Scheduling Meetings

Looking for a simple remote work hack that will save you time and keep you productive? Well, here it is: change all your meetings to one or two days during a set period of time (For example, you only take calls between 3pm and 6pm on Tuesdays). This way, you don’t have to take meetings every day of the week and disrupt your flow of work.

Estonia e-Residency

If you were born before the 2000s, you probably remember how difficult it was to get access to music. You had to purchase a CD, vinyl, or cassette tape if you wanted to listen to a specific song. Nowadays, we have streaming services like Spotify and SoundCloud that allow us to listen to any song at any time. The idea of not being able to listen to certain songs because we didn’t have access to them seems like a distant memory. This is basically what the Estonia e-Residency program wants to do for international business. Estonia realized it couldn’t rapidly increase its GDP by incentivizing fertility rates or boosting immigration, so it took a different approach. Instead, the country’s leaders realized they could allow people to do business in Estonia without requiring people to actually be in Estonia. Thus, the e-Residency program was born! Now, you can remotely do business in the EU. This benefits Estonia because they get to collect taxes and it brings more business into the country. Estonia is the first country to kickstart a program like this to increase the GDP of its country, but just like streaming services with music, we’ll probably look back on this as the beginning of a new era of transnational business identities. You can learn more about the program here.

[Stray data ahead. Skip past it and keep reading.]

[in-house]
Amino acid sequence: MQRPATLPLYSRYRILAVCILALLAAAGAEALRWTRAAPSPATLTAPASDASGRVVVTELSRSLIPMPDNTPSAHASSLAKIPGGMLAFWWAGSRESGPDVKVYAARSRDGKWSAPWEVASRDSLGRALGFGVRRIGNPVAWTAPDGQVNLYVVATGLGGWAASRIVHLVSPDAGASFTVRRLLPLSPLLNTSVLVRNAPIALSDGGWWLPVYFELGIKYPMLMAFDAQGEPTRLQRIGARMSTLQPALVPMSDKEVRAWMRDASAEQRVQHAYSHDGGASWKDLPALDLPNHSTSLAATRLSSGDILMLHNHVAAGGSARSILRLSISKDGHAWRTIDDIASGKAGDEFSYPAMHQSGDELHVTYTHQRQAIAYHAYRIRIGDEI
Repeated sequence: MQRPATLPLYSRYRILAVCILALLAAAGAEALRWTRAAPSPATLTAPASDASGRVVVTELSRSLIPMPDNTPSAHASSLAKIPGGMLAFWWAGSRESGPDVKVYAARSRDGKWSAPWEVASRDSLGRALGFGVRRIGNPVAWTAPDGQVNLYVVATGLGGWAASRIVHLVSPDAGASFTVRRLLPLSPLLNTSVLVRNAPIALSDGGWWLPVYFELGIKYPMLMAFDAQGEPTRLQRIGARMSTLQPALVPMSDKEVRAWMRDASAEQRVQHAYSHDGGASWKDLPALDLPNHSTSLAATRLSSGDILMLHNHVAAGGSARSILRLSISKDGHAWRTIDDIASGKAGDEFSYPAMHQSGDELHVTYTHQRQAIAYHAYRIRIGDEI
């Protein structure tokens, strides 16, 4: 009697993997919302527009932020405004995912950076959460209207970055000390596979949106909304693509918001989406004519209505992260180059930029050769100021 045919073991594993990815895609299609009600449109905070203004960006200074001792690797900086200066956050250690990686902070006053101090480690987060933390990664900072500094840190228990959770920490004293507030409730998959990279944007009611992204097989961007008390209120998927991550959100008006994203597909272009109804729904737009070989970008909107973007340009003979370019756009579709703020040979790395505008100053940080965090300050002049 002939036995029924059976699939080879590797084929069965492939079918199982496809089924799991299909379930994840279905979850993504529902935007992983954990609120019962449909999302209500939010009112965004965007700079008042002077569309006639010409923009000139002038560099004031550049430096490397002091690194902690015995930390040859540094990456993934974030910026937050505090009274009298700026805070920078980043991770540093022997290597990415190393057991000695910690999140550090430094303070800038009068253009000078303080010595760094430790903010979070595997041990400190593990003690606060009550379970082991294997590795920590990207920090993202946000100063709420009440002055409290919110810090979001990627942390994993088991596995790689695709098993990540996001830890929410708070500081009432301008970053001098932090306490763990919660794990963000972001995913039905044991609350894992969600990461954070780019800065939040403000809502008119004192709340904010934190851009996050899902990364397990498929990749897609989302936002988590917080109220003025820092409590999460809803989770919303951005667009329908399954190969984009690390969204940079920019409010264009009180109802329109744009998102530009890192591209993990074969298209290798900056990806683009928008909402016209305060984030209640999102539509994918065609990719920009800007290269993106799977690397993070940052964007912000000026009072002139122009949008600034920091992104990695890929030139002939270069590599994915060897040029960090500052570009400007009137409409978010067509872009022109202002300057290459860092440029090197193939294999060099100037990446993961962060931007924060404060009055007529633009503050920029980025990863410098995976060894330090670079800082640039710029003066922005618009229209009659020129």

Sending or receiving money abroad can be a pain. You’re constantly having to deal with huge fees from banks and currency conversions. If you need to send or receive money through a currency that’s different than your home currency, Transferwise is a better alternative than your standard bank. Why? Well, Transferwise sends money at the exchange rate without the usual fees that banks apply whenever you transfer money internationally.

Creating Freelance Contracts

At the end of DNX Lisbon, I attended a freelancing workshop at hOurSpace. The workshop was a good reminder on what to include to create a foolproof freelancing contract to protect yourself during new projects. Here’s some of the advice from the workshop:

Payment Terms

Whenever you send a potential client a scope document for a project, be sure to include an appendix in the back with payment terms. Will there be a penalty fee for rush jobs or revisions? Are you going to ask for payment upfront if it’s a big project? Write these things down so your client knows when they should pay you and what they should expect if they demand more of your time than you agreed to.


In addition to your payment terms, you should have a timeline of when you’ll be paid. If you’re doing project-based work this should be easy, but if your projects are a bit more sporadic, outlining a payment deadline before fees incur is important.

Here’s an invoicing template you can use when sending payment requests to clients.

Thanks for taking the time to read this! I hope you found some of the insights useful and if you have any questions or thoughts about these tips, share them in the comments section.